Governing by the Numbers

January 27, 1995|By RICHARD REEVES

Washington -- To the Republican congressmen smirking and whispering to each other as President Clinton offered his endless State of the Union message, the speech must have sounded like the beginning of President Clinton's second term -- a two-year term followed by a new Republican beginning.

There certainly was a gleam in New Jersey Gov. Christine Todd Whitman's eyes when she gave her punchy response to the president's speech and began by talking about Washington crossing the Delaware in 1776. She looked and sounded great -- composure is her thing -- but there may be more to the politics of the next two years than going on television and repeating, ''Cut taxes. Cut taxes.''

The Republicans may be counting their revolution before it's hatched -- though Mr. Clinton certainly went along with them, talking about cutting taxes as much as he could. His acceptance of the defeat of 1994 was almost total. Except for pleading for the poor and saying he had the power to stop repeal of last year's federal ban on the selling of a few assault weapons, he gave a pretty Republican speech himself.

The president presented himself as a compleat politician, a guy satisfied to govern purely by the numbers -- by votes and polls. ''Our democracy has spoken,'' he said at the beginning. The line reminded me of the short and bitter concession speech of a Democrat named Dick Tuck after he lost a legislative election in California 25 years ago: ''The people have spoken -- the bastards!''

President Clinton, I think, conceded too easily, folded his tent or his cards too soon. He is inclined to define our democracy too literally as an exercise in head-counting. A 2 percent shift in the overall national congressional vote -- that's all that happened in 1994 -- does not mandate the end of republicanism (with a small ''r''), nor the end of representative government and presidential leadership.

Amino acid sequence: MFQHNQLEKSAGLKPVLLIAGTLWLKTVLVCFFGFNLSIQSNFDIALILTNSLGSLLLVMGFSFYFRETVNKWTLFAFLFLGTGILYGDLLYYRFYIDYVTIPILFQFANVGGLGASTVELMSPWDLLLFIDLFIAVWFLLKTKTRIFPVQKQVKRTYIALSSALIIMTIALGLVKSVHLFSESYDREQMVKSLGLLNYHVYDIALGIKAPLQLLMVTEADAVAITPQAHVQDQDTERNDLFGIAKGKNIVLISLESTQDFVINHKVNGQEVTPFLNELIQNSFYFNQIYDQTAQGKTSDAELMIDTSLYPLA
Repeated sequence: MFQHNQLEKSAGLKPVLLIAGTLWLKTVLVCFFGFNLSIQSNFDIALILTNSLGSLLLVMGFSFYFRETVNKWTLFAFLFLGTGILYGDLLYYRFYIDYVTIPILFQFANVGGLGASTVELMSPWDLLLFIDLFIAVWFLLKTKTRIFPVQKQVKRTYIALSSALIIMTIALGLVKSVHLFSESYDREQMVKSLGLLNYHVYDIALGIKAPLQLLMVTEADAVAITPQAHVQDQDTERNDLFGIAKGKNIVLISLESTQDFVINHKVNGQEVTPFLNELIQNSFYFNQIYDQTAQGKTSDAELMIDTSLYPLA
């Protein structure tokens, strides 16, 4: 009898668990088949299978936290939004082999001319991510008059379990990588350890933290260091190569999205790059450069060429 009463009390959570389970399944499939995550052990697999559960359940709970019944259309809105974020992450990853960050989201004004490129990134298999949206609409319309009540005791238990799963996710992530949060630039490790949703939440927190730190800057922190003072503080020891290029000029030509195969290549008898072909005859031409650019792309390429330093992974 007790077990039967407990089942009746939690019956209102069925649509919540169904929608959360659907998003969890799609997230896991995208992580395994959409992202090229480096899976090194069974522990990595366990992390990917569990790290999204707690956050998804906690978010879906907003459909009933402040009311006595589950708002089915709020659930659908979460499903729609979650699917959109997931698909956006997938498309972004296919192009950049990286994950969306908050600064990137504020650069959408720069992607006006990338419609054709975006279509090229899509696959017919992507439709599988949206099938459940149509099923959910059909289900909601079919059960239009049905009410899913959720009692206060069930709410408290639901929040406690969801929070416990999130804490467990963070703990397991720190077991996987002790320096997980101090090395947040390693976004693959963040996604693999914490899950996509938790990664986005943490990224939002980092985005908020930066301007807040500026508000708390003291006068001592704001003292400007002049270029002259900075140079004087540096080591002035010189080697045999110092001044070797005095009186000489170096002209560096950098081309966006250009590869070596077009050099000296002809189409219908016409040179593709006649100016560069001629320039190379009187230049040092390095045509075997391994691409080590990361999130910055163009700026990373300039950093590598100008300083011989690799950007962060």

But the president, like many politicians great and small before him, does worship the vote. In the middle of arguments over how far the United States should go in backing the return of President Aristide to Haiti, when there were serious questions about what kind of ''democrat'' the guy really was, Mr. Clinton cut off argument by saying, ''I know what they say about him, but he got 67 percent of the vote.''

He believes in the numbers, for better or worse -- even if there are some of us who think Bill Clinton would be a much better president over these two years if Leon Panetta put a guard at the door of the Oval Office with instructions to shred any polls or any newspaper reporting poll results. Another guard could sit there with a switch to cut off television and telephone lines when numbers came up.

It was a clever speech, perhaps too clever, in addition to being too long. Given the political circumstances of the moment, Mr. Clinton did as well as he could at repeatedly forcing the Republican majorities to stand on applaud lines like these: ''I am proud to say our country is stronger than it was two years ago,'' and, ''There doesn't have to be a law for everything!''

''I'll tell you what,'' he said, ''if you give me the line-item veto . . . '' The new leader of the Republicans, House Speaker Newt Gingrich, who signaled the troops below the rostrum all night, sprang to his feet, banging his hands together because he thinks that veto pen will soon be in the hands of a Republican, perhaps his own. (The cheer line that brought me to my feet was the one about the national laissez-faire attitude toward violence on television -- an insanity he properly laid at the feet or the bloody hands of television executives.)

When the Democratic president advocated raising the minimum wage -- a professional ploy to emphasize Republican distaste for the poor, working or not -- the television cameras cut to the new Republican majority leader, Richard Armey, and the new majority whip, Tom DeLay, both Texans, laughing and whispering jokes like sixth-graders making spitballs under their desks. And that, of course, is in effect what they are doing.

I do not underrate the president's vaunted comeback powers, but he looked to me a bit too eager to come back as a Republican. There is a paradox here and now. Among the greatest attributes any president can have is predictability -- the word in fashion now is ''convictions'' -- something Mr. Clinton did not seem to have in his two-year first term. But, in fact, he does seem predictable; he goes with the flow, floating on a tide of numbers out where the currents may be too strong for him.

9- Richard Reeves is a syndicated columnist.

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